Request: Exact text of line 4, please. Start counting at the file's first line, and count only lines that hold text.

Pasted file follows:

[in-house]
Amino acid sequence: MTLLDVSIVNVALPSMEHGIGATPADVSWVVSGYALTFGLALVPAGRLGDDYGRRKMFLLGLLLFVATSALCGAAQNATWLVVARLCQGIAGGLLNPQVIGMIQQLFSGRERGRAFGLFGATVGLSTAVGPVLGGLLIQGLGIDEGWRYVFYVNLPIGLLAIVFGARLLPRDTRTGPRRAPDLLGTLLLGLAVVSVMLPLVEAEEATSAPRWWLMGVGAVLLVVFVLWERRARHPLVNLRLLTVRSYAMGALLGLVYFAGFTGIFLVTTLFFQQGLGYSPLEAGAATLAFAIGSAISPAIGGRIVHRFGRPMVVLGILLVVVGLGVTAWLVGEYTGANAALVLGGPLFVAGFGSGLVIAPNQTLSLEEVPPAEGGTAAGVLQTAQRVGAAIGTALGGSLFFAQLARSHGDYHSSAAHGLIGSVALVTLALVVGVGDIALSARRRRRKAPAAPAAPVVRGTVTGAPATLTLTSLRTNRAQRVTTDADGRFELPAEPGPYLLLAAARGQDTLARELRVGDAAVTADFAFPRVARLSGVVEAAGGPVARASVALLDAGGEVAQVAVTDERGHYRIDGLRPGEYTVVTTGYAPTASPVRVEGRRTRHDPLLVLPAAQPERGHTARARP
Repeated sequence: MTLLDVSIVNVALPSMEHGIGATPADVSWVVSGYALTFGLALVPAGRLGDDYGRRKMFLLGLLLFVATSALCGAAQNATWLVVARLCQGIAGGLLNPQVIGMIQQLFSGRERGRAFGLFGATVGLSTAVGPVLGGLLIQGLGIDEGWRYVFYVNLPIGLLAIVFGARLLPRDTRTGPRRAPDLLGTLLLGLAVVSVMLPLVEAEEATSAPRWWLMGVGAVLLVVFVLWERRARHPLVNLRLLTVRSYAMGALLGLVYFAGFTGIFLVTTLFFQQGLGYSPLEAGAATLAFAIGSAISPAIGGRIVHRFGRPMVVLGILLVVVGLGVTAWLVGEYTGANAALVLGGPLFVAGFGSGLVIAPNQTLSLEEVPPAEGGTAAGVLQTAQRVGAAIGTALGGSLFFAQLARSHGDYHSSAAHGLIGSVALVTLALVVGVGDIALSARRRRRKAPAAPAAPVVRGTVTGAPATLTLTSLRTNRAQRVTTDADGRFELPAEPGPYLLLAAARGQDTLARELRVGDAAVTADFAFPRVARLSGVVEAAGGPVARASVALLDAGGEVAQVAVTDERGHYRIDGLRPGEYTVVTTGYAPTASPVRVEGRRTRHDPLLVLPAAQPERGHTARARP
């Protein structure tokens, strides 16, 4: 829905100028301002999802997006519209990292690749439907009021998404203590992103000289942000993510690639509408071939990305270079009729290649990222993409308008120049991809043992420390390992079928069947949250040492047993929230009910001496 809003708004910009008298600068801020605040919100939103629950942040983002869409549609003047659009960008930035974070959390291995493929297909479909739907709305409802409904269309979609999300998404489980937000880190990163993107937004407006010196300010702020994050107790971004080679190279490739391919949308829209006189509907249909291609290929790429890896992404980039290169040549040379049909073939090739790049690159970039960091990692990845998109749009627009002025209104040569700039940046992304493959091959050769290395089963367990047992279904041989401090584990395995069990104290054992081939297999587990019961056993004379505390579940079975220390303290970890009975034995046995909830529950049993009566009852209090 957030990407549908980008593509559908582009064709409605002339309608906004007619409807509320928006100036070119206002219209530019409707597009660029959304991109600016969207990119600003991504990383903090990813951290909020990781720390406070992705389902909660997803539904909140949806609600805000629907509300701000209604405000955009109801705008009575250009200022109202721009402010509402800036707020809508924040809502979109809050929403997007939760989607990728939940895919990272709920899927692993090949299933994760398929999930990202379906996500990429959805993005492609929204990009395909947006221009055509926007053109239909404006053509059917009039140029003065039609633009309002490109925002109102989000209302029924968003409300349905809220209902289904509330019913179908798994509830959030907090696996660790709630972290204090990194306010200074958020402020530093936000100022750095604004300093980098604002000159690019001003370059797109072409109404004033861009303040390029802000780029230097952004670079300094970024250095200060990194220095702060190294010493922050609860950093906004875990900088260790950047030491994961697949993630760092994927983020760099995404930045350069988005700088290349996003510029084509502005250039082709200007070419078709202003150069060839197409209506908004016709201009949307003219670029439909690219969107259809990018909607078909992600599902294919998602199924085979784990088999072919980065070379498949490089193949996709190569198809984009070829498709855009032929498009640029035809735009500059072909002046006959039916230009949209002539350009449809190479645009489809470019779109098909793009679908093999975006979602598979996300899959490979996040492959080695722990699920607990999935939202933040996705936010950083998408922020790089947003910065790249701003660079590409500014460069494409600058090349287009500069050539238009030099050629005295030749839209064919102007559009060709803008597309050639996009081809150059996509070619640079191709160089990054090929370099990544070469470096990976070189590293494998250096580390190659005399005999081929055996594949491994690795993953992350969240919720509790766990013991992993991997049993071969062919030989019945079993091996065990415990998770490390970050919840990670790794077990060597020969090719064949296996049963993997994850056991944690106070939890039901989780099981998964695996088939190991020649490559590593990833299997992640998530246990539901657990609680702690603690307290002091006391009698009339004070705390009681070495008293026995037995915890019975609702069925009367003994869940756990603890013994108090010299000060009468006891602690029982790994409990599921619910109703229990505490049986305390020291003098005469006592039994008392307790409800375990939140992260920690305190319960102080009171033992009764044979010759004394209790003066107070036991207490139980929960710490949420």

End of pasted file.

């Protein structure tokens, strides 16, 4: 829905100028301002999802997006519209990292690749439907009021998404203590992103000289942000993510690639509408071939990305270079009729290649990222993409308008120049991809043992420390390992079928069947949250040492047993929230009910001496 809003708004910009008298600068801020605040919100939103629950942040983002869409549609003047659009960008930035974070959390291995493929297909479909739907709305409802409904269309979609999300998404489980937000880190990163993107937004407006010196300010702020994050107790971004080679190279490739391919949308829209006189509907249909291609290929790429890896992404980039290169040549040379049909073939090739790049690159970039960091990692990845998109749009627009002025209104040569700039940046992304493959091959050769290395089963367990047992279904041989401090584990395995069990104290054992081939297999587990019961056993004379505390579940079975220390303290970890009975034995046995909830529950049993009566009852209090 957030990407549908980008593509559908582009064709409605002339309608906004007619409807509320928006100036070119206002219209530019409707597009660029959304991109600016969207990119600003991504990383903090990813951290909020990781720390406070992705389902909660997803539904909140949806609600805000629907509300701000209604405000955009109801705008009575250009200022109202721009402010509402800036707020809508924040809502979109809050929403997007939760989607990728939940895919990272709920899927692993090949299933994760398929999930990202379906996500990429959805993005492609929204990009395909947006221009055509926007053109239909404006053509059917009039140029003065039609633009309002490109925002109102989000209302029924968003409300349905809220209902289904509330019913179908798994509830959030907090696996660790709630972290204090990194306010200074958020402020530093936000100022750095604004300093980098604002000159690019001003370059797109072409109404004033861009303040390029802000780029230097952004670079300094970024250095200060990194220095702060190294010493922050609860950093906004875990900088260790950047030491994961697949993630760092994927983020760099995404930045350069988005700088290349996003510029084509502005250039082709200007070419078709202003150069060839197409209506908004016709201009949307003219670029439909690219969107259809990018909607078909992600599902294919998602199924085979784990088999072919980065070379498949490089193949996709190569198809984009070829498709855009032929498009640029035809735009500059072909002046006959039916230009949209002539350009449809190479645009489809470019779109098909793009679908093999975006979602598979996300899959490979996040492959080695722990699920607990999935939202933040996705936010950083998408922020790089947003910065790249701003660079590409500014460069494409600058090349287009500069050539238009030099050629005295030749839209064919102007559009060709803008597309050639996009081809150059996509070619640079191709160089990054090929370099990544070469470096990976070189590293494998250096580390190659005399005999081929055996594949491994690795993953992350969240919720509790766990013991992993991997049993071969062919030989019945079993091996065990415990998770490390970050919840990670790794077990060597020969090719064949296996049963993997994850056991944690106070939890039901989780099981998964695996088939190991020649490559590593990833299997992640998530246990539901657990609680702690603690307290002091006391009698009339004070705390009681070495008293026995037995915890019975609702069925009367003994869940756990603890013994108090010299000060009468006891602690029982790994409990599921619910109703229990505490049986305390020291003098005469006592039994008392307790409800375990939140992260920690305190319960102080009171033992009764044979010759004394209790003066107070036991207490139980929960710490949420």